As regards the second paper. In six months after its publication, Messrs. Favre and Silbermann (Annales de Chimie et Physique, vol. xxxvii. p. 484) prove the same truth with the same experiments, using exactly the same metals, and give their memoir as producing an original idea.
I notice these coincidences here as being remarkable, and because the propositions contained in the paper referred to are the groundwork of the present experiments, and also with a view to prevent an unconscious repetition on the part of Messrs. Favre and Silbermann.
January 17, 1856.
Professor WILLIAM ALLEN MILLER, M.D., V.P.,
in the Chair.
The question of Mr. Sievier's readmission into the Society was put to the Ballot, and the Ballot having been taken, Mr. Sievier was declared to be readmitted.
The following communications were read :I. “Anatomical and Physiological Observations on the Organ
of Vision, for the purpose of ascertaining the alterations caused by section of the Optic Nerve." By AUGUSTUS WALLER, M.D., F.R.S. Part I. Received January 10, 1856.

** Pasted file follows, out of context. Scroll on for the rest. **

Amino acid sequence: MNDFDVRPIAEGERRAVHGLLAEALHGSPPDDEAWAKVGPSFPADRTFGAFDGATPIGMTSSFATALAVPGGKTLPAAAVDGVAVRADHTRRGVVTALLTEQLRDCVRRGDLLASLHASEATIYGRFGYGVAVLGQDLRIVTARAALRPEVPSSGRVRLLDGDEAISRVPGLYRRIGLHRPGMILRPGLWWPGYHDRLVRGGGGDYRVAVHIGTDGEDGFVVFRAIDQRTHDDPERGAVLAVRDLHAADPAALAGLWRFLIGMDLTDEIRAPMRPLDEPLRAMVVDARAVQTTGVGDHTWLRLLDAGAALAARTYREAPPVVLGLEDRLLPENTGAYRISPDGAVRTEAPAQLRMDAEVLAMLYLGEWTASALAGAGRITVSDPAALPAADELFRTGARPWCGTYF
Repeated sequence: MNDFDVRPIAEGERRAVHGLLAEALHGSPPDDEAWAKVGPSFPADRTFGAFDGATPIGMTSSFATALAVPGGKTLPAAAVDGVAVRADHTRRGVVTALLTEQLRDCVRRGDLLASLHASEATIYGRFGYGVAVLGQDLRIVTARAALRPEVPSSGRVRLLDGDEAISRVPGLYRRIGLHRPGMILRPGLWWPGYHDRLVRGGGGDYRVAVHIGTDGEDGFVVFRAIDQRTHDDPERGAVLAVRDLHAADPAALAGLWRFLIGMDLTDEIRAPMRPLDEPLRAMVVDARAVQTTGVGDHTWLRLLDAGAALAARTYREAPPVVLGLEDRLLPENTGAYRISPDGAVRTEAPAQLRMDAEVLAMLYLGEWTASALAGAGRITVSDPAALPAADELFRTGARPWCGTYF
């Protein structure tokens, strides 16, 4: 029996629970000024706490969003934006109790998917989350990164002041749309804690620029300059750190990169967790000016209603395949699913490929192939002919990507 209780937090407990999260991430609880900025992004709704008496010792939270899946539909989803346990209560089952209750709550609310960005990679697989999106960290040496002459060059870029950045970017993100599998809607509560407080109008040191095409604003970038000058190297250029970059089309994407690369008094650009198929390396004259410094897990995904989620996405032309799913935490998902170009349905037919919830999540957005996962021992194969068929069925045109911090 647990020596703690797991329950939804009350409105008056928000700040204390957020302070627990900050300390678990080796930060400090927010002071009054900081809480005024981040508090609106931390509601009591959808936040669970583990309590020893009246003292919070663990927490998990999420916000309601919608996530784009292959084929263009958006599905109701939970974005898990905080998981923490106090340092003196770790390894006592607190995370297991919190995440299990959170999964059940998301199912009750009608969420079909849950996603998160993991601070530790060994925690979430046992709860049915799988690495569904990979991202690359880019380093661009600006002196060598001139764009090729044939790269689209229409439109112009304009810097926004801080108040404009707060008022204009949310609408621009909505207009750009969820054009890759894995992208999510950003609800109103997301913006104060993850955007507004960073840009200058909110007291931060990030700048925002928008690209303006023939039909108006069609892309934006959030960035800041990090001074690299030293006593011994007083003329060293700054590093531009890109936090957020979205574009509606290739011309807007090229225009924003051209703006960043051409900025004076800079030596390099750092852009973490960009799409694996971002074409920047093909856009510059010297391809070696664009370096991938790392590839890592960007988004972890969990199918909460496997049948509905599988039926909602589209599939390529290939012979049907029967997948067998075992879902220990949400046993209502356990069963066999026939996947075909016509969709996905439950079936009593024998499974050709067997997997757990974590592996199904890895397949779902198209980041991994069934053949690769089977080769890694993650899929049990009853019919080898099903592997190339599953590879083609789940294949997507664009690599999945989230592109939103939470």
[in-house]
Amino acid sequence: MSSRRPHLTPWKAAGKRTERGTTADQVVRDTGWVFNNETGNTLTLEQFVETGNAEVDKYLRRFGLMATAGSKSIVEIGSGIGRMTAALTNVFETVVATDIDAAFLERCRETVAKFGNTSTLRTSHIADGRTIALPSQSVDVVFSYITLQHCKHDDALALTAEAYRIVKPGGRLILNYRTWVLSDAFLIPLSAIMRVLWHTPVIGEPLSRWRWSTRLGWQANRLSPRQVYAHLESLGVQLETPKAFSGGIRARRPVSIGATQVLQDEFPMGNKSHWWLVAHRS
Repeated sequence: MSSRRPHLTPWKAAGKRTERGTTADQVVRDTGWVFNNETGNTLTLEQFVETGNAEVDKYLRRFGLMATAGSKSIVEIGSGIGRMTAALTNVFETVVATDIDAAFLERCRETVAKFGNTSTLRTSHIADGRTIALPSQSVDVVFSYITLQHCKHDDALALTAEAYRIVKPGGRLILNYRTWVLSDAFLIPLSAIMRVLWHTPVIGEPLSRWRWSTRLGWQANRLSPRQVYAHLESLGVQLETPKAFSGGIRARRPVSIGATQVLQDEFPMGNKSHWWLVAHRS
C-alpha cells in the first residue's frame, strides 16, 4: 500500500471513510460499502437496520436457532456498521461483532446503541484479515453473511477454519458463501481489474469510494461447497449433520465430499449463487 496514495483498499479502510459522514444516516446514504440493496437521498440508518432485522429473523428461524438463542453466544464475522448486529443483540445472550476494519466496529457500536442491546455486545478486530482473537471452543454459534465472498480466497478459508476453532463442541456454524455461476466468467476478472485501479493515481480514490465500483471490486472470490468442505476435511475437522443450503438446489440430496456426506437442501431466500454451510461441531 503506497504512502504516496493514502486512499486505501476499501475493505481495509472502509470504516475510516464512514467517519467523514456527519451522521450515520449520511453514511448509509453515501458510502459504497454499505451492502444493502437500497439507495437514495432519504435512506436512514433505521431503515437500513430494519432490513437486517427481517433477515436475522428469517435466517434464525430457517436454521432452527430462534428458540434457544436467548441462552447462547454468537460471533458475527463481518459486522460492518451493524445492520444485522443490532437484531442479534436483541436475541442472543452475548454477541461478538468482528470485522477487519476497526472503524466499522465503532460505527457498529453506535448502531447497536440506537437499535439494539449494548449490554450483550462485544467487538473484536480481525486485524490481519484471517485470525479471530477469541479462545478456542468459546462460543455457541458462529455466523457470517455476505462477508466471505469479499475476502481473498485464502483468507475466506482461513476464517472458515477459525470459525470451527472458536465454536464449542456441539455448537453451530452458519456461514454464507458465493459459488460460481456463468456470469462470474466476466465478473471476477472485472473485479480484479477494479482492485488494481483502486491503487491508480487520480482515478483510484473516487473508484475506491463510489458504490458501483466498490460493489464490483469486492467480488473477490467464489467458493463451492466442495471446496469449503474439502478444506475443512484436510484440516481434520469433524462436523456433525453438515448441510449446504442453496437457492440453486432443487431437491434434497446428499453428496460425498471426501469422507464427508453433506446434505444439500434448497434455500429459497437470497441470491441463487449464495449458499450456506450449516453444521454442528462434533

(Abstract.) The author begins by referring to experimental researches already published by him on the effects produced on the nerves of living animals by section at different points in their course; and he briefly recapitulates the chief results of these experiments, as follows, viz.1. Section of a spinal nerve on the distal side of its ganglion is followed by degeneration of the part of the nerve beyond the section, whilst the part still connected with the ganglion retains its integrity. 2. Section of the posterior root of a spinal nerve induces no change in the trunk or branches of the nerve beyond the ganglion, nor in the portion of the root which remains connected with the ganglion, whereas the part of the root attached to the spinal cord, but disconnected with the ganglion, becomes disorganized. His conclusion from these experiments, which have been varied in different ways, is " that the spinal ganglion is the centre of the nutritive power of the nerve-fibres adherent to it.” From other experiments, he concluded that the anterior spinal roots derive their nutritive influence from the spinal cord; and he has little doubt “that every nerve-fibre is in